Yale University Library


OHAM: Mercer Ellington on Ellington


Mercer Ellington

With American Studies 430

Yale University

October 13, 1977



Tape a:                                                                                                                       P. 1


Mercer at Juilliard‑‑Clark Terry‑‑present trumpet section‑‑improvisation‑-instruments Mercer has played‑‑future plans: the operetta, book, movie, etc.‑‑Duke teaching Mercer music‑‑Duke's music "teachers"‑‑Duke's scores and their availability‑‑The River‑‑about Duke composing and performing in the hospital-‑the first piece Mercer wrote‑‑Duke's striving not to be commercial‑‑Black, Brown, and Beige-‑racial overtones‑‑present repertoire‑-'33 and '39 European Tours‑‑"My People" project‑-music in the future‑-publication of Duke's music‑‑studio and touring orchestras‑‑having Ellington archives at Yale‑‑the prolific Ellington‑‑Ellington among the masters‑-discussing the old and new Ellington Band‑-Mercer's present composing.

ELLINGTON PROJECT                                                            #521b, c


Mercer Ellington                                                                         Not Transcribed

Talking with Dick Buckley

Chicago, Illinois

March, 1980


Tape b:                                                                                                                                  

Introduction--Duke’s showmanship--loneliness of being a star-- raising the audience to his level--the Blue Note--the band members- -Fats Waller--”guiding” the band members--discipline--programming the concerts--Ben Webster--Paul Gonsalves--the trombone section-- the transition to the 50s--the fans--Duke’s veneer--the artist and the politician--Music Is My Mistress--the band of the 50s-- retirement--the Cotton Club band--the painting experience--the blues-Bubber Miley and Tricky Sam Nanton-the growl--the public’s memory--Paul Gonsalves--Cootie Williams--the critics--Duke’s work being ahead of his audience--popular tunes and extended works-- “Rockin’ In Rhythm” and “Mood Indigo”--Cootie Williams--the 1940 Victor recordings--Duke as Mercer’s teacher--”Moon Mist”.

Tape c:                                                                                                                                  

More compositional lessons--Schoenberg--Duke’s influences--”never throw anything away”--songs on the same changes--the Beatles-- songwriters as performers--”Lush Life”--Billy Strayhorn--Duke and Billy--”The Shakespearian Suite”--Duke’s effect on pianists-- Theolonius Monk--Duke as pianist--composers and instrumentalists-- deadlines--”Jump for Joy”--”The Girl in My Dreams Tries to Look Like You”--”Ain’t Nothin Nothin Baby Without You”--Duke as lyricist-the Sacred Concerts--Johnny Mercer--”Pigeons and Peppers”- -being Duke Ellington’s son--after Duke died--interviewing Duke.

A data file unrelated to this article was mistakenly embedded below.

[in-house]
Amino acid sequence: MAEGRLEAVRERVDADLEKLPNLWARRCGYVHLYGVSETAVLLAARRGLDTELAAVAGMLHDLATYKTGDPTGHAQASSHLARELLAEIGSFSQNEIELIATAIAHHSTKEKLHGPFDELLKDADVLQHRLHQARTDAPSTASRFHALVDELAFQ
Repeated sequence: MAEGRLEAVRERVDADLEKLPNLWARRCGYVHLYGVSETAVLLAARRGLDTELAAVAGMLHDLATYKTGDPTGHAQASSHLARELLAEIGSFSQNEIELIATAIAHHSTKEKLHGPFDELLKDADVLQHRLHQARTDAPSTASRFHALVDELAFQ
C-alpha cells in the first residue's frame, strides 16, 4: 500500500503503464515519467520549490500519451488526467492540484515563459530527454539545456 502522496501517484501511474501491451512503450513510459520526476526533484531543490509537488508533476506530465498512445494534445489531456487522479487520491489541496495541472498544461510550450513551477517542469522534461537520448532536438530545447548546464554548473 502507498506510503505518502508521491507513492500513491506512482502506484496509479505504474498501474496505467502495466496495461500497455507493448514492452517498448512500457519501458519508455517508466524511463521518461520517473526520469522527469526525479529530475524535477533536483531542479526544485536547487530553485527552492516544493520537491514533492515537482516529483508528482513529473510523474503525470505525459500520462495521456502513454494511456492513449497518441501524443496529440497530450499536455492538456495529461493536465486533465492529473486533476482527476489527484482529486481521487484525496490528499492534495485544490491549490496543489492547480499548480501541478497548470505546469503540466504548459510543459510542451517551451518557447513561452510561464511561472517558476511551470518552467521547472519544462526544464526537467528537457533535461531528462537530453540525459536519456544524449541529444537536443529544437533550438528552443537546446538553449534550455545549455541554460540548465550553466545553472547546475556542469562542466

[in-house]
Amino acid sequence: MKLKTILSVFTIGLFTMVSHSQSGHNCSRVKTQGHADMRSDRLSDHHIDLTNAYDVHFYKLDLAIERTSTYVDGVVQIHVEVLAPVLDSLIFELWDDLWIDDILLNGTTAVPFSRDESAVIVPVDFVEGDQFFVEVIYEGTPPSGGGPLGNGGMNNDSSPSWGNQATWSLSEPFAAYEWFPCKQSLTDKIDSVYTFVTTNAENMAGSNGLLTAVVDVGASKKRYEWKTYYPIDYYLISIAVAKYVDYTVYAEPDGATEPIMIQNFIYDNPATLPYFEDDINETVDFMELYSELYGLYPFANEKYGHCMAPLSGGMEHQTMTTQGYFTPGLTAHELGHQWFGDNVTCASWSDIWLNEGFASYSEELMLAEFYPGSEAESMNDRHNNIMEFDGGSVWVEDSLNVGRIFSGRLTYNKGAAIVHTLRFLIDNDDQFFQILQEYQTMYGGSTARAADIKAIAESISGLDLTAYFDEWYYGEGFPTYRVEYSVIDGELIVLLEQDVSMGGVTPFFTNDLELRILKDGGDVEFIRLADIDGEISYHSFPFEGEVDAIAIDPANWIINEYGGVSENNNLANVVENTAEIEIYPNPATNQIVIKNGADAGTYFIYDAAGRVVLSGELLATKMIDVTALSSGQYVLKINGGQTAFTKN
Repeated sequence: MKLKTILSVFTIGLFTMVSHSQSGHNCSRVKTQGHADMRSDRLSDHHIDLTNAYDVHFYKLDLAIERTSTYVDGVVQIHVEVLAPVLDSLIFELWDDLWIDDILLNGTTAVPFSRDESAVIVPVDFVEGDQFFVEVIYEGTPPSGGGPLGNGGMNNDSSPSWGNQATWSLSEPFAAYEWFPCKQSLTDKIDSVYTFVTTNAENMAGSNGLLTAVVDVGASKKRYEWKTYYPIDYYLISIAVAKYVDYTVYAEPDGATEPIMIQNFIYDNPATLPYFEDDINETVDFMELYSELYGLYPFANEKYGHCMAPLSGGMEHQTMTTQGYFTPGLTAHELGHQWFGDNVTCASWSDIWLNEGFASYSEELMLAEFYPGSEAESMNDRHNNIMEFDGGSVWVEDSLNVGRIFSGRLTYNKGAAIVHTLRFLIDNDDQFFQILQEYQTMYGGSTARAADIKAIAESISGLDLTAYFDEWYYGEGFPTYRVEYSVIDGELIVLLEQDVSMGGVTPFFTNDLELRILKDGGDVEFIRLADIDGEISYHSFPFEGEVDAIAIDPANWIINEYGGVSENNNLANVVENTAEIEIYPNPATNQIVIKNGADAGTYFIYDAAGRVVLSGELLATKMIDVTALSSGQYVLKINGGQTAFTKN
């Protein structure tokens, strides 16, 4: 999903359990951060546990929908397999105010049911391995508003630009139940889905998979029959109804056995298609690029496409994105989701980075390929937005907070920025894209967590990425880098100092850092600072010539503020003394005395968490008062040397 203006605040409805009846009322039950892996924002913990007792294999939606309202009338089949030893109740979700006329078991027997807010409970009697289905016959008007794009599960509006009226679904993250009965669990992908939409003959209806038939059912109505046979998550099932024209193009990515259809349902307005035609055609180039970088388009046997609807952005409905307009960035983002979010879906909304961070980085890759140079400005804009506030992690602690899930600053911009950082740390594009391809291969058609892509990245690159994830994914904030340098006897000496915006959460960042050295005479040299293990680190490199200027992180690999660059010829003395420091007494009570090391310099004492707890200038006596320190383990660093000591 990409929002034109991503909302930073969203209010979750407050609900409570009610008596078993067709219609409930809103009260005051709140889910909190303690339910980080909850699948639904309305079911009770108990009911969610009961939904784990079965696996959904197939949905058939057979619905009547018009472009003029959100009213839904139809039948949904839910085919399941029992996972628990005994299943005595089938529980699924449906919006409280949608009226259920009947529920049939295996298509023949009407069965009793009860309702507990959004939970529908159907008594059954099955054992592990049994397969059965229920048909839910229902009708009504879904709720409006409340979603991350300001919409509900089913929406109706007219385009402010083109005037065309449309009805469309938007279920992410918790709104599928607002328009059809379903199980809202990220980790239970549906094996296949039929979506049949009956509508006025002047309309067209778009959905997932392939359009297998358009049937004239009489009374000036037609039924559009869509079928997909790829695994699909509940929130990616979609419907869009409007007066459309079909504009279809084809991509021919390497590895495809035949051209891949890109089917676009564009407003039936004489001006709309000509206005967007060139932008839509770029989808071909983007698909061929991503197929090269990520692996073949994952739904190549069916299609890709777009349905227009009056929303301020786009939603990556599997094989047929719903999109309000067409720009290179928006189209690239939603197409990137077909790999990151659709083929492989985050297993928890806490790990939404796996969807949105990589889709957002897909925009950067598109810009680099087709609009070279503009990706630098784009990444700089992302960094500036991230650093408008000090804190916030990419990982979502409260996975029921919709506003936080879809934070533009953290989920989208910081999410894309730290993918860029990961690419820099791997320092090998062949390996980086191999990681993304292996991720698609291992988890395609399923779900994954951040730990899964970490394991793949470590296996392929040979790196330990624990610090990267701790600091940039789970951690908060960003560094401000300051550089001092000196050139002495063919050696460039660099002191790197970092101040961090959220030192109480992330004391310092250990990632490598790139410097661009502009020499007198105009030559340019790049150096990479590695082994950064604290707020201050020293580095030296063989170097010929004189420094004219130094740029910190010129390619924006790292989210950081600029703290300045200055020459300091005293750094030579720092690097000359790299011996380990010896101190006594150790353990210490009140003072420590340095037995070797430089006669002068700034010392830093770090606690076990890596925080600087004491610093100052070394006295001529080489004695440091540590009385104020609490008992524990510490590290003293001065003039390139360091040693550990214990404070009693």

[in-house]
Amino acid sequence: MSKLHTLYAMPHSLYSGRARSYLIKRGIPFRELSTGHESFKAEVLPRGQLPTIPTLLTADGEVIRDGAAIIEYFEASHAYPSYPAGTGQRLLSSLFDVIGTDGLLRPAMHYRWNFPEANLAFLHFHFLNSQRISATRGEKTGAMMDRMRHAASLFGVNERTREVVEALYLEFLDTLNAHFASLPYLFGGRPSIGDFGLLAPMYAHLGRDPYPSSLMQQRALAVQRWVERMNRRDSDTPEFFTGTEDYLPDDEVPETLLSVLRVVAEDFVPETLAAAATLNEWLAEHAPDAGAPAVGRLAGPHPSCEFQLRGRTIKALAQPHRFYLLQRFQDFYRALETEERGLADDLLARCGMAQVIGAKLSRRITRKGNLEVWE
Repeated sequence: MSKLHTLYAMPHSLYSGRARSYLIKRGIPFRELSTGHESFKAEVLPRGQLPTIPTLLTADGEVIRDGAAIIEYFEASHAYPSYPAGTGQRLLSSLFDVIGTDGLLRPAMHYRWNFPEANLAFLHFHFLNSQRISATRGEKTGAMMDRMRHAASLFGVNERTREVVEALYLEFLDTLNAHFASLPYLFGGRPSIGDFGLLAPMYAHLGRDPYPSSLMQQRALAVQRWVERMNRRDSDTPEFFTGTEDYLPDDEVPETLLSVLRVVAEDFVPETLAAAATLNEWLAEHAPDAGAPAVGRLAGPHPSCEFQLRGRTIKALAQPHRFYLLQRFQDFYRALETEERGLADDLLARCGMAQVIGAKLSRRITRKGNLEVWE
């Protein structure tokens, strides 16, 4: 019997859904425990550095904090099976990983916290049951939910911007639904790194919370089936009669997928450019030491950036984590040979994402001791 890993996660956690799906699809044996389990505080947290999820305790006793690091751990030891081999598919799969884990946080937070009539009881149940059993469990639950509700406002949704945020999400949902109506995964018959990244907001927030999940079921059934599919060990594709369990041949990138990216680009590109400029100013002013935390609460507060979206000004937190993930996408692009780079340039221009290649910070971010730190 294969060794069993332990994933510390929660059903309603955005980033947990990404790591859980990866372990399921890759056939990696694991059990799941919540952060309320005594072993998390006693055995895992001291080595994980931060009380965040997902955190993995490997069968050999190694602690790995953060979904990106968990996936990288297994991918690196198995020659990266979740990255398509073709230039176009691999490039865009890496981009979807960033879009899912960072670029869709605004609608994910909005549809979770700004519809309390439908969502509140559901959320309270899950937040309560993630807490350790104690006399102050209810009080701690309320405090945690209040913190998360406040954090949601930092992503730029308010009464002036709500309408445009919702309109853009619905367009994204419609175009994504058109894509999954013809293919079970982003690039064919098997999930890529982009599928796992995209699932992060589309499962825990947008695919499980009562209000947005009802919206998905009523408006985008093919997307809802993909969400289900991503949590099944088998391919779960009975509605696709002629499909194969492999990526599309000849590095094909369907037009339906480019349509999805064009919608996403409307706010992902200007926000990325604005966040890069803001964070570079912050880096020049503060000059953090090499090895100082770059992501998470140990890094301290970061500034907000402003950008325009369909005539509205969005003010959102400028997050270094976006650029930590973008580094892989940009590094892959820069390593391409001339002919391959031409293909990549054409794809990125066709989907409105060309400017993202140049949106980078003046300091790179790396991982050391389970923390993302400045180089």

ELLINGTON PROJECT                                                                                                      #521D


Mercer Ellington

With Dan Caine

Park West Nightclub

Chicago, Illinois

July 22, 1979



Side d:                                                                                                                       pp. 1-11

Irving Mills--criticism for staying with Mills--criticism for comment on civil rights--going with William Morris--Mills’ achievements--the “carney men”--Cress Courtney--Black, Brown, and Beige--Jump for Joy--Duke and Communism--the State Department tours--the civil rights movement--Duke’s public statements--Duke’s friends and biographers--the Pulitzer Prize and the Howard University honorary degree--other awards--Duke’s career--discord in the band--Tempo music.

Mercer Ellington

Talking with Harriet Milnes

June 19, 1983

New York, New York



Tape e:                                                                                                                    P. 1


Having Duke as a father or grandfather‑‑Cotton Club radio‑‑ traveling with the band‑‑playing trombone and trumpet in the band‑ ‑conducting activities now‑‑playing in the service‑‑taking music lessons from Hodges, Bigard, Carney, and Williams‑‑Ellington and Schoenberg‑‑Juilliard and NYU‑‑learning composition from Duke‑‑ Cootie Williams‑‑Harry Carney‑‑Ben Webster‑‑learning new music‑ Mercer and Strayhorn writing for Duke‑‑Billy Strayhorn‑‑Mercer's band‑working with Della Reese‑‑conducting‑‑"Black, Brown, and Beige"‑‑recreating Ellington.

Tape f:                                                                                                                    p. 23

Anita Moore‑‑singers with the band‑‑"Jump for Joy"‑‑Duke's parents‑ Duke as singer‑‑Ellington's creative drive‑‑the Mexican tour‑‑ M